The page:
Regional lemons: liquors and desserts they inspires

by Filippo Berio
Lemon_small
Lemons are the quintessential Italian summer fruit used to make the liqueur limoncello and, for centuries, have inspired citrusy late-summer dishes and desserts.

RECIPES BEHIND LEMONS

Lemons are the quintessential Italian summer fruit used to make the liqueur limoncello and, for centuries, have inspired citrusy late-summer dishes and desserts.

Italian lemons have an intense green foliage and are grown on the plains of Sorrento, a coastal town in southwestern Italy that overlooks the Bay of Naples; the hills of Massa Lubrense, which is located about 25 km southeast of Naples in the Italian region Campania; and along the Amalfi Coast.

This noble fruit has the perfect balance between sugary sweetness and tart acidity, a singular aroma that makes it unmistakable from any other lemon on the planet.

The ‘Limone di Massa Lubrense’ or ‘Massese’ are known for their oval shape, strong perfume, rich pulp, acid-sweetness, and few seeds. Lemons cultivated on the Amalfi Coast offer an intense flavour and perfume, acidic juice, and pale yellow skin (and the Sorrento lemon is one of the richest lemons in ascorbic acid, or Vitamin C).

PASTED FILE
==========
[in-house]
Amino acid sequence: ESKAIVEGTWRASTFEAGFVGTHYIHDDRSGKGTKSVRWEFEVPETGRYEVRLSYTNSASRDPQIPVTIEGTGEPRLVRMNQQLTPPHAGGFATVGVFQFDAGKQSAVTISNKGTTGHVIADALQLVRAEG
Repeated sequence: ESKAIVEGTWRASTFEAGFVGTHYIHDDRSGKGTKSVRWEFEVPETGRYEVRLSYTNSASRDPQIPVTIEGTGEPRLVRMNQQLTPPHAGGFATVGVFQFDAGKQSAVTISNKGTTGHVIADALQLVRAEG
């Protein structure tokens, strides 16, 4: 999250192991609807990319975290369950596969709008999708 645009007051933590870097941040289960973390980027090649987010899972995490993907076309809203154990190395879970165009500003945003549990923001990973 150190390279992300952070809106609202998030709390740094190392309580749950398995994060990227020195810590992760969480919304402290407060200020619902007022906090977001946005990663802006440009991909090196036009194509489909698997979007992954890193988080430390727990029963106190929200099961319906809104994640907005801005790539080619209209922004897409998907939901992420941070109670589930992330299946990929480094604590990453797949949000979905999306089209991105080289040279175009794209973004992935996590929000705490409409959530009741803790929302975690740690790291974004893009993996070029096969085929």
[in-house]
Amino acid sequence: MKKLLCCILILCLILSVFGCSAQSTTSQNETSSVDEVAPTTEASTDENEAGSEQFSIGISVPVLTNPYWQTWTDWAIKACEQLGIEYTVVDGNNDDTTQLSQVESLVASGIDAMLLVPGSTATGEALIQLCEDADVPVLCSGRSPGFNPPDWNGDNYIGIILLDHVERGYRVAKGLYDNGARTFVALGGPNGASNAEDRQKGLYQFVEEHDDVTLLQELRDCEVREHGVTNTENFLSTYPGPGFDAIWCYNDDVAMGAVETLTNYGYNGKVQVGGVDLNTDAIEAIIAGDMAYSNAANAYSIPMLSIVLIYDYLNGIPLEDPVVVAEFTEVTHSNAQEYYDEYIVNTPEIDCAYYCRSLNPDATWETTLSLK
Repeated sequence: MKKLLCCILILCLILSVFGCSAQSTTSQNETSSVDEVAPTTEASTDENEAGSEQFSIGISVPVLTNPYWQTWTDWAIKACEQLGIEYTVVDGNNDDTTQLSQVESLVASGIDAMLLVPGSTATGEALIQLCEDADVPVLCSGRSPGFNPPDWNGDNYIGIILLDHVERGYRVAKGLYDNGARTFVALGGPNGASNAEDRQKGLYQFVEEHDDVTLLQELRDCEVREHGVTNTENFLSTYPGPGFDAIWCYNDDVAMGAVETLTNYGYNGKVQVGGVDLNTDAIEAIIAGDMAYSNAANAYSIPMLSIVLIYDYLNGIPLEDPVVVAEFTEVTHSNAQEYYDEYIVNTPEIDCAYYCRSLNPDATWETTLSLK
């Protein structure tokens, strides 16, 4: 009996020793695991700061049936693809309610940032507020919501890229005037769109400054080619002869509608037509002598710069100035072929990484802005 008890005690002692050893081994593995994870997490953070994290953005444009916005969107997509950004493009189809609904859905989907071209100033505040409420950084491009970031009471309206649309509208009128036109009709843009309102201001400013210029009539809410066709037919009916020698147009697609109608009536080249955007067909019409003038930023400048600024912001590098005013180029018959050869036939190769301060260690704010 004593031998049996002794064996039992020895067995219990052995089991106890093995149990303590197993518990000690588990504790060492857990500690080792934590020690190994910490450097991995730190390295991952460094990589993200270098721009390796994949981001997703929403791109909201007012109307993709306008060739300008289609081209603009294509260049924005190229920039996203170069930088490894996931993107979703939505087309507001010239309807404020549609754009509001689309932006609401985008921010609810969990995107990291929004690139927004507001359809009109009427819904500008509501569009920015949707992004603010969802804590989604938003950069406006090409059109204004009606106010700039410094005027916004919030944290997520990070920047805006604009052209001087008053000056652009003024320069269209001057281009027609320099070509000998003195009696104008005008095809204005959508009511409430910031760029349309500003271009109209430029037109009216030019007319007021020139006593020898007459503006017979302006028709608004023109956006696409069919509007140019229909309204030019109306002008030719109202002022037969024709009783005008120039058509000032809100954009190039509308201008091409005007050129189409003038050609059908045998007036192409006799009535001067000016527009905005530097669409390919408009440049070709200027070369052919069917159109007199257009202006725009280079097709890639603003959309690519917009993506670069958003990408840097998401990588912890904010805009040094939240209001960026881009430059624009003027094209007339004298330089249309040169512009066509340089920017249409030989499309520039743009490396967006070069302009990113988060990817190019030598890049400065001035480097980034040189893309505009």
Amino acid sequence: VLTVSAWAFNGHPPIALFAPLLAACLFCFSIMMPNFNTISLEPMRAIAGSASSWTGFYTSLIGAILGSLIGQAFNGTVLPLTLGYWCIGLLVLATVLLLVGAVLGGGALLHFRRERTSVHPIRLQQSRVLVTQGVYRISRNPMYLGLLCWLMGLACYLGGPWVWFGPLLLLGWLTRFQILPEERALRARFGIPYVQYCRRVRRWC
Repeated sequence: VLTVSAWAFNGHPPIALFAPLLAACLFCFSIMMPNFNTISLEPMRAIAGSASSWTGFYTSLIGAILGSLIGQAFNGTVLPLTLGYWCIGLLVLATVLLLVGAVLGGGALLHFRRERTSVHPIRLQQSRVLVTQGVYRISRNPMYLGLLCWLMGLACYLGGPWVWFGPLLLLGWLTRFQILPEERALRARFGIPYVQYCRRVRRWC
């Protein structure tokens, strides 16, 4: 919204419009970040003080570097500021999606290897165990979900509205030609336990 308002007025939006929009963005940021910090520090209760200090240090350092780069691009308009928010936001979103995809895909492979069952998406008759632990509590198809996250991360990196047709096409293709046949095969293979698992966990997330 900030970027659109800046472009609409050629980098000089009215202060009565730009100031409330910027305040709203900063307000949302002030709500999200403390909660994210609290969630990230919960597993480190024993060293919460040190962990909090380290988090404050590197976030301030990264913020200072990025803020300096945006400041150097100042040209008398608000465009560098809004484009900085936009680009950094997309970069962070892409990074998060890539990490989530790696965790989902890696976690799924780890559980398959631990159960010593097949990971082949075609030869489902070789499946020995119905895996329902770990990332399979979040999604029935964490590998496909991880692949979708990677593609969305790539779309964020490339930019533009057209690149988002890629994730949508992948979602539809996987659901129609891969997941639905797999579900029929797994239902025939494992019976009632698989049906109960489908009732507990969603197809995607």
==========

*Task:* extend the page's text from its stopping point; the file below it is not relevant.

Most of these lemons are grown year round on small farms, often less than a hectare in size (producing 10-12 tons per hectare), and require intensive cultivation and heavy use of manpower due to a particularly difficult farming system.

Taste can be attributed to the soil, the sun, and the air in which the lemons are grown. This is what makes them so special and unique, and why they have an IGP designation (a name-place designation similar to DOC classification of wines).

Naturally, lemons from the sorrento-amalfi coast have organoleptic characteristics that are embraced by the regional and national kitchen, manly in ice creams and cakes, but also in main courses of meat and fish.

Nearly 60 percent of these lemons are used to produce limoncello, a lemony liqueur with international appeal. Limoncello is prepared with the epicarp of the fruit and can assume different tonality of yellow-green due to the degree of maturation of lemons. Visitors to to Amalfi Coast rarely leave without a small bottle of limoncello.

The success of limoncello has given rise to small factories for the production of bottles, generally painted with views of the Amalfi Coast, as well as the production of cakes, gadgets, ceramic, and cloth inspired by the lemons.

If you’re lucky enough to get your hands on authentic Sorrento lemons, we offer a little inspiration with these lemony recipes for main courses and desserts:

Mains:

Desserts:

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